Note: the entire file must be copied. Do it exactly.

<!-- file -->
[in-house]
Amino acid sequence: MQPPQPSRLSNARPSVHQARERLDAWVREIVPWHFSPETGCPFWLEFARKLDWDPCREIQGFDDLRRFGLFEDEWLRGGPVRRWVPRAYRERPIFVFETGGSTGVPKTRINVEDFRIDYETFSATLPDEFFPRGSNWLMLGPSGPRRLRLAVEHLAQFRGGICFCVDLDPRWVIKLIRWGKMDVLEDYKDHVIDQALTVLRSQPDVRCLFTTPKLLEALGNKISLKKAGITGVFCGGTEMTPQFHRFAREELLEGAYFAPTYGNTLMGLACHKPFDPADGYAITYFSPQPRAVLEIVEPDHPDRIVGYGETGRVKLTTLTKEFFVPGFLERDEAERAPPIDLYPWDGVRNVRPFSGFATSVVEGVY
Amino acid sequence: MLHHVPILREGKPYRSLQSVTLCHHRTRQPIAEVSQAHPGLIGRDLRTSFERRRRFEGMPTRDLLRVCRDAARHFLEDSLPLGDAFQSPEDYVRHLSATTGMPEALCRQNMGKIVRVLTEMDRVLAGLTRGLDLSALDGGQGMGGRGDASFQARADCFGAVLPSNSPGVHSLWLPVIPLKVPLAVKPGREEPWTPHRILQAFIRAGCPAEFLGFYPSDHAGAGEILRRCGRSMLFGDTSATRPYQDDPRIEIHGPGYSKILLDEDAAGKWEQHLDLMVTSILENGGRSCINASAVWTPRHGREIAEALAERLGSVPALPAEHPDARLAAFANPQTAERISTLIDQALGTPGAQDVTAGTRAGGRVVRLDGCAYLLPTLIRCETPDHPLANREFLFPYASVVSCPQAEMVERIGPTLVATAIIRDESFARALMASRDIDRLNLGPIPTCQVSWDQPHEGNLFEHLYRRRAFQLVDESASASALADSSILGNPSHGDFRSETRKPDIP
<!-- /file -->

[in-house]
Amino acid sequence: MQPPQPSRLSNARPSVHQARERLDAWVREIVPWHFSPETGCPFWLEFARKLDWDPCREIQGFDDLRRFGLFEDEWLRGGPVRRWVPRAYRERPIFVFETGGSTGVPKTRINVEDFRIDYETFSATLPDEFFPRGSNWLMLGPSGPRRLRLAVEHLAQFRGGICFCVDLDPRWVIKLIRWGKMDVLEDYKDHVIDQALTVLRSQPDVRCLFTTPKLLEALGNKISLKKAGITGVFCGGTEMTPQFHRFAREELLEGAYFAPTYGNTLMGLACHKPFDPADGYAITYFSPQPRAVLEIVEPDHPDRIVGYGETGRVKLTTLTKEFFVPGFLERDEAERAPPIDLYPWDGVRNVRPFSGFATSVVEGVY
Amino acid sequence: MLHHVPILREGKPYRSLQSVTLCHHRTRQPIAEVSQAHPGLIGRDLRTSFERRRRFEGMPTRDLLRVCRDAARHFLEDSLPLGDAFQSPEDYVRHLSATTGMPEALCRQNMGKIVRVLTEMDRVLAGLTRGLDLSALDGGQGMGGRGDASFQARADCFGAVLPSNSPGVHSLWLPVIPLKVPLAVKPGREEPWTPHRILQAFIRAGCPAEFLGFYPSDHAGAGEILRRCGRSMLFGDTSATRPYQDDPRIEIHGPGYSKILLDEDAAGKWEQHLDLMVTSILENGGRSCINASAVWTPRHGREIAEALAERLGSVPALPAEHPDARLAAFANPQTAERISTLIDQALGTPGAQDVTAGTRAGGRVVRLDGCAYLLPTLIRCETPDHPLANREFLFPYASVVSCPQAEMVERIGPTLVATAIIRDESFARALMASRDIDRLNLGPIPTCQVSWDQPHEGNLFEHLYRRRAFQLVDESASASALADSSILGNPSHGDFRSETRKPDIP